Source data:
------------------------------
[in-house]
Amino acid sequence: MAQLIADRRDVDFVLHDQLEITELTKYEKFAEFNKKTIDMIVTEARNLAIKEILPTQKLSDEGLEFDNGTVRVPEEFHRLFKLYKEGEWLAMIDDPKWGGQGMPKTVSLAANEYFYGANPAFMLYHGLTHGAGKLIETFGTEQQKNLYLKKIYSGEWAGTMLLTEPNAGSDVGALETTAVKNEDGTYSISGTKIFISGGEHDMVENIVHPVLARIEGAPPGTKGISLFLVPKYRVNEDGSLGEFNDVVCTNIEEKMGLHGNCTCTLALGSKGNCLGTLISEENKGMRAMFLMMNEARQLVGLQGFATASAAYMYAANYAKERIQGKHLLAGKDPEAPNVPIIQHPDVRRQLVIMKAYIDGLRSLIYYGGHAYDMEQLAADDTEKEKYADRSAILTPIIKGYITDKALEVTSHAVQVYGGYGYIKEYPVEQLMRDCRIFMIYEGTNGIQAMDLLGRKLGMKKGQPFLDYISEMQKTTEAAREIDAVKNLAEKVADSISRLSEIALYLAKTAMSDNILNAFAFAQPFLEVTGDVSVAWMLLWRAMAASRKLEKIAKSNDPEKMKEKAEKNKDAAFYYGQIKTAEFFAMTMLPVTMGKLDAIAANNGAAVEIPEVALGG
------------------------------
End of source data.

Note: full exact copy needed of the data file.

[in-house]
Amino acid sequence: MAQLIADRRDVDFVLHDQLEITELTKYEKFAEFNKKTIDMIVTEARNLAIKEILPTQKLSDEGLEFDNGTVRVPEEFHRLFKLYKEGEWLAMIDDPKWGGQGMPKTVSLAANEYFYGANPAFMLYHGLTHGAGKLIETFGTEQQKNLYLKKIYSGEWAGTMLLTEPNAGSDVGALETTAVKNEDGTYSISGTKIFISGGEHDMVENIVHPVLARIEGAPPGTKGISLFLVPKYRVNEDGSLGEFNDVVCTNIEEKMGLHGNCTCTLALGSKGNCLGTLISEENKGMRAMFLMMNEARQLVGLQGFATASAAYMYAANYAKERIQGKHLLAGKDPEAPNVPIIQHPDVRRQLVIMKAYIDGLRSLIYYGGHAYDMEQLAADDTEKEKYADRSAILTPIIKGYITDKALEVTSHAVQVYGGYGYIKEYPVEQLMRDCRIFMIYEGTNGIQAMDLLGRKLGMKKGQPFLDYISEMQKTTEAAREIDAVKNLAEKVADSISRLSEIALYLAKTAMSDNILNAFAFAQPFLEVTGDVSVAWMLLWRAMAASRKLEKIAKSNDPEKMKEKAEKNKDAAFYYGQIKTAEFFAMTMLPVTMGKLDAIAANNGAAVEIPEVALGG